Kim Dotcom is the founder of Megaupload, a now-defunct file-sharing online service that was registered in Hong Kong. The German citizen also has residency in New Zealand and Hong Kong. In January 2012, Dotcom was indicted in the US and accused of racketeering by facilitating massive copyright fraud. He was arrested in Coatesville, Auckland, New Zealand, during an armed raid and is fighting extradition to the US.
Dotcom plans free broadband for NZ
Kim Dotcom, the internet entrepreneur and former Hong Kong resident facing extradition to the US for alleged piracy, plans to give all householders in his new home of New Zealand free broadband access - financed by suing Hollywood studios and the American government.
The flamboyant 38-year-old, formerly known as Kim Schmitz, made a fortune reputed to exceed £100 million (HK$1.24 billion) with his Hong Kong-based Megaupload file storage site.
US prosecutors allege Mega-upload was involved in the distribution of copyright-protected films, music and other material.
Originally based in Wan Chai, Dotcom has had New Zealand residency for two years.
In January this year, police raided his mansion in Auckland and other addresses on behalf of the FBI. Six months later, New Zealand's high court ruled that the operation was illegal.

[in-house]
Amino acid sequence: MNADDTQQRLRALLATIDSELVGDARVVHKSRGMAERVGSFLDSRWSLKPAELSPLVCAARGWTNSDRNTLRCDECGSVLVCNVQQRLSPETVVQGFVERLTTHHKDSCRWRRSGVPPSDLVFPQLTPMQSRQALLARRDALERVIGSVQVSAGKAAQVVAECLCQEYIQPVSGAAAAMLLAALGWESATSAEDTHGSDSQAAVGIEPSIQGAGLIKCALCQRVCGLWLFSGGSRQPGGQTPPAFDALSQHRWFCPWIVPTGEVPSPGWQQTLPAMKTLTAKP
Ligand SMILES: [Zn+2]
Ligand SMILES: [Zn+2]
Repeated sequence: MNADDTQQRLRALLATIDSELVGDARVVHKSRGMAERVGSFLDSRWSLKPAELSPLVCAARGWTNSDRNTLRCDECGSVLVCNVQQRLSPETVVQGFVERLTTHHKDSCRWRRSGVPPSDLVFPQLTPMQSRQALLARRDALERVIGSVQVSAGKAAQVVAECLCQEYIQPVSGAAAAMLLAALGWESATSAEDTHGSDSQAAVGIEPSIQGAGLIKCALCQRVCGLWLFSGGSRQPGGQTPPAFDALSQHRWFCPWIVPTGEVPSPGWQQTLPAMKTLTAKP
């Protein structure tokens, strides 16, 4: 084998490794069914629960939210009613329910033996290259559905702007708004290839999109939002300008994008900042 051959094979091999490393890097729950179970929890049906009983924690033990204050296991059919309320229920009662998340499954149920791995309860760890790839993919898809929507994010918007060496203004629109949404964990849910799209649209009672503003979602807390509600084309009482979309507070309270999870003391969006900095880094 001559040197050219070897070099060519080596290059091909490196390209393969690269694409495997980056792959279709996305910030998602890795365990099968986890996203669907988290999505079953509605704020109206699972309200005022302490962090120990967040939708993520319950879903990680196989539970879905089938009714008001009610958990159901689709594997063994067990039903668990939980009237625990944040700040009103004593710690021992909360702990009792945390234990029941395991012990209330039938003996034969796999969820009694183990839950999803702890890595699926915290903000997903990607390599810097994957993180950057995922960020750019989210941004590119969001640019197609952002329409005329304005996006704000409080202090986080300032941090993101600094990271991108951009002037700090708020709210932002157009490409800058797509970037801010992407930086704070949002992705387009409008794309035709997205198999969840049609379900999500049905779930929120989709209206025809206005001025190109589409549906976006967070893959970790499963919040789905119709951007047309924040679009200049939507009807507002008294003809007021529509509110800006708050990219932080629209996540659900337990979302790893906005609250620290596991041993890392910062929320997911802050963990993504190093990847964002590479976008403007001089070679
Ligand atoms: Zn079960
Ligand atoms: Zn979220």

Dotcom has been free on bail since February, but faces an extradition hearing in March.
Meanwhile, Dotcom plans to resurrect plans for a second fibre-optic web cable across the Pacific to the US, which would have doubled New Zealand's available internet bandwidth. A New Zealand company, Pacific Fibre, could not secure funding for the NZ$400 million (HK$2.5 billion) link.
Dotcom's proposal is to supply broadband free to domestic customers, charging only businesses and government users.
His share of the capital would be provided by lawsuits against the US government and film studios for their "unlawful and political destruction" of his business.
The plan would be key to New Zealand's prosperity, he said: "You have clean and cheap energy. Power is becoming the biggest cost factor for data centres around the world. With its own cable, cheap power and connectivity, New Zealand could attract foreign internet business."